One of the motivations for writing 66 Metres was wreck diving. I’ve dived wrecks in many different parts of the world, and I am always fascinated by seeing these graveyard ships, imagining how they were before, and witnessing how nature colonizes them, turning even warships into havens for fish and coral.
But they are often spooky, approaching out of the gloom. And there is always an amount of added danger, from becoming lost or getting trapped inside one, to catching a limb on a jagged edge and cutting yourself (never a good idea in shark-infested tropical seas), to finding poisonous fish (e.g. stonefish or scorpionfish) lurking just where you may need to put your hand…
Often the visibility is actually better inside a wreck than outside it – that is until someone kicks up the thick layer of silt carpeting most wrecks. Within seconds almost perfect visibility can drop so you can barely see your outstretched arm.
Much of the diving in 66 Metres takes place in the Isles of Scilly, which has a huge number of wrecks. I dived there many years ago, and it wasn’t without incident. On one dive, my buddy and I were inside a wreck at around 40 metres, and had attached a line to the external part of a wreck. On the return from the bowels of the ship (aka the engine room), I reeled the line back in only to find that somebody (we never found out who) had untied it, potentially stranding us inside. On another dive, one much like the Tsuba described in the book, we got separated, and there was much frantic searching at a depth of nearly fifty metres before we found each other again. Not much reserve air left on that dive!
On a third dive there, my buddy and I found a small hatch to a separate chamber deep inside a wreck. I wanted to see what was in there. But the only way I could do it was to take off my stab (buoyancy) jacket and air tank, go through the hatch, and put it back on as soon as I was on the other side. My buddy could read my mind apparently, because she just looked me in the eye and shook her head slowly. So, I didn’t do it. But I always wondered what was in there… And in the book one of the two protagonists, Jake, has to do exactly this maneuver. It doesn’t go well…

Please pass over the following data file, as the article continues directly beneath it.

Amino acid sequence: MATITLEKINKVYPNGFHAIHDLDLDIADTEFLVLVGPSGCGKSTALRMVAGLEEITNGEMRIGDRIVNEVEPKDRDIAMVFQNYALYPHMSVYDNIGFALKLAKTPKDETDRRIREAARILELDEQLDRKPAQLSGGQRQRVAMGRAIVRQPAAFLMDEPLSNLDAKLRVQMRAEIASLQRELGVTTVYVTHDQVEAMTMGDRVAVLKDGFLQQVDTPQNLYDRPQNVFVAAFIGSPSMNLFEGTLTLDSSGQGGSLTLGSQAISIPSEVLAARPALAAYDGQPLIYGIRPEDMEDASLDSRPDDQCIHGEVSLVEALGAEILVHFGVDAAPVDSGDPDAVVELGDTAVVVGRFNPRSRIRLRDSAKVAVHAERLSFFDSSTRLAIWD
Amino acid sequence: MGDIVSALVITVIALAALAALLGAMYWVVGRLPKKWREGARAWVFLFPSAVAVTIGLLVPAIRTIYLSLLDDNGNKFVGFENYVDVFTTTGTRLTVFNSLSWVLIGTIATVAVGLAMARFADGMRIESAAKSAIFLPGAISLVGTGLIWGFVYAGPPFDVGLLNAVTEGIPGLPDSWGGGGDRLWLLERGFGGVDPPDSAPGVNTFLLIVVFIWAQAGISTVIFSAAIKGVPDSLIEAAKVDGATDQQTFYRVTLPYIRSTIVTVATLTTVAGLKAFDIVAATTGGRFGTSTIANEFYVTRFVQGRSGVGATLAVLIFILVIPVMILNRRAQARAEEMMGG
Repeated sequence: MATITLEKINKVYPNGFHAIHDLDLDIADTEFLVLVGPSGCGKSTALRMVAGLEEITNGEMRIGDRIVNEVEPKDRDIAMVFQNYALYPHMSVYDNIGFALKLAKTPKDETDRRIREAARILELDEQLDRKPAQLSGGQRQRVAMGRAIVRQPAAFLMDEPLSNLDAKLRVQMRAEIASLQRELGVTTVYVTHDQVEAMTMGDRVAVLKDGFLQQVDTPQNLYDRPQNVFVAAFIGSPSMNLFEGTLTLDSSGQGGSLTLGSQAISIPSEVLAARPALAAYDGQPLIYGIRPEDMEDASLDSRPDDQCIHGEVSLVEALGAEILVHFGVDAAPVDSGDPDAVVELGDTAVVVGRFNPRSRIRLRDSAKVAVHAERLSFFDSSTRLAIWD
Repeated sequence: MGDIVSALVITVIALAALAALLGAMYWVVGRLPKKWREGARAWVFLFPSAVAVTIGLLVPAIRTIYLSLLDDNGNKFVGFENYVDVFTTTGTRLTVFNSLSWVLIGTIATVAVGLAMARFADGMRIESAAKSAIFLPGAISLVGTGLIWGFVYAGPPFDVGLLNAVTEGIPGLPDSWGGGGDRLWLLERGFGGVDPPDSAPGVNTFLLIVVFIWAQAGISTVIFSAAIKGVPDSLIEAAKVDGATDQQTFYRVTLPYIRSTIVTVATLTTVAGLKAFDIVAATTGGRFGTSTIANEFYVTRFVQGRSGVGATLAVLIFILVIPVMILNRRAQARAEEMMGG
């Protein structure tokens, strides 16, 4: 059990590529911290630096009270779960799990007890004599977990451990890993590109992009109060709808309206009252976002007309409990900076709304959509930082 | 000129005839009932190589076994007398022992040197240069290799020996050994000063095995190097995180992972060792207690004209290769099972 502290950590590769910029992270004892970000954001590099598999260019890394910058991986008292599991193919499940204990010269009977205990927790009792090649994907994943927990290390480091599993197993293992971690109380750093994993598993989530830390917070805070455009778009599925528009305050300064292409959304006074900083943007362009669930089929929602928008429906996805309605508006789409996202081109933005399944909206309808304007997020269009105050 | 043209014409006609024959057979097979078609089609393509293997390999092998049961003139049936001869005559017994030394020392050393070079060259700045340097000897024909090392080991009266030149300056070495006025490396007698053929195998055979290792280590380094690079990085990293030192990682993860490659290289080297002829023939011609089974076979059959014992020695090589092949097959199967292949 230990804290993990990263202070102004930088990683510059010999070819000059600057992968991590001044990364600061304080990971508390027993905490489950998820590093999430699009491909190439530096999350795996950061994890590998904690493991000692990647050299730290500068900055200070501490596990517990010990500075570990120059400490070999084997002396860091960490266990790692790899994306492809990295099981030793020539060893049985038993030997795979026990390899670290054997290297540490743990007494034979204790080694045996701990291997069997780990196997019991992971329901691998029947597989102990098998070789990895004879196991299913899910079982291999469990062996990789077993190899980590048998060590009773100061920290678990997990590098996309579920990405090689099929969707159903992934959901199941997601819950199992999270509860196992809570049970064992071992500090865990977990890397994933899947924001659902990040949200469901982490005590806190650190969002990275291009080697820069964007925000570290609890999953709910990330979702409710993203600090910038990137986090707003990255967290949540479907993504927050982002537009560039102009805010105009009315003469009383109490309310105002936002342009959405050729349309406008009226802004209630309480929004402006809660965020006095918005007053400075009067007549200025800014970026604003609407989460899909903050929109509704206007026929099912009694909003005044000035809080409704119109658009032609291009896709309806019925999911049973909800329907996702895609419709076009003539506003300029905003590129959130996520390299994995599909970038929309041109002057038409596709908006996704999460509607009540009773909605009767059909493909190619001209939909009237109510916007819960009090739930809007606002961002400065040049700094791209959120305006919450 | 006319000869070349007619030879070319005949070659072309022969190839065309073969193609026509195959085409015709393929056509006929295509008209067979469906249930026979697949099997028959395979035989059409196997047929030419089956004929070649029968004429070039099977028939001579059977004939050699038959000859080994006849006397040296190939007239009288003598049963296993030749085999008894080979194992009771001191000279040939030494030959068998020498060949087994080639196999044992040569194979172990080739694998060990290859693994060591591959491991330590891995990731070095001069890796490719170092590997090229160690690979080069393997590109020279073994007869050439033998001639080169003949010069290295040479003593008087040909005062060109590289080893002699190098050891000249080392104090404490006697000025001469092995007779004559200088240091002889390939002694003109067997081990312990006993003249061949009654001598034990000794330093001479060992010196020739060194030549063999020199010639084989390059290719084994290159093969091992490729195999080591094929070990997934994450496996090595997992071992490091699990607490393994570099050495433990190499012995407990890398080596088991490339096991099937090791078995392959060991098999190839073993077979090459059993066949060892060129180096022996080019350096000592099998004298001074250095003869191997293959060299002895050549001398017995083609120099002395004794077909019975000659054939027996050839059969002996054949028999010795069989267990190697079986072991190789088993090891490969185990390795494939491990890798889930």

When wreck-diving, it’s important to touch as little of the wreck as possible. One of the worst things you can do is to pull yourself along, using the ship’s metal as handholds, because if the wreck is rusted away, it may need only one small tug to bring the ceiling crashing down on you. Again, this happens in the book to two inexperienced divers, and the book’s heroes have to try and figure out a way to rescue them before their air runs out.
I’ve also had a lot of fun on wrecks, for example watching three barracuda hunt inside the SS Yongala near Townsville in Australia, and just having fun diving some of my favourite wrecks on the west coast of Mauritius or in Scotland (the Hispania is one of my favorites), and of course the Thistlegorm in the Red Sea, where I always manage to sit on one of the motorbikes in its hold. You never know what you will see on a wreck. On my very last dive in Hawaii, a stone’s throw from the buzz of Honolulu, I descended down a line to a pristine wreck at thirty metres, and there on the foredeck were four large turtles just sitting there, like they were playing cards. They looked up at me slowly as I descended. I just started laughing, and then nearly cried as I realized the battery had died in my underwater camera. Who was going to believe me?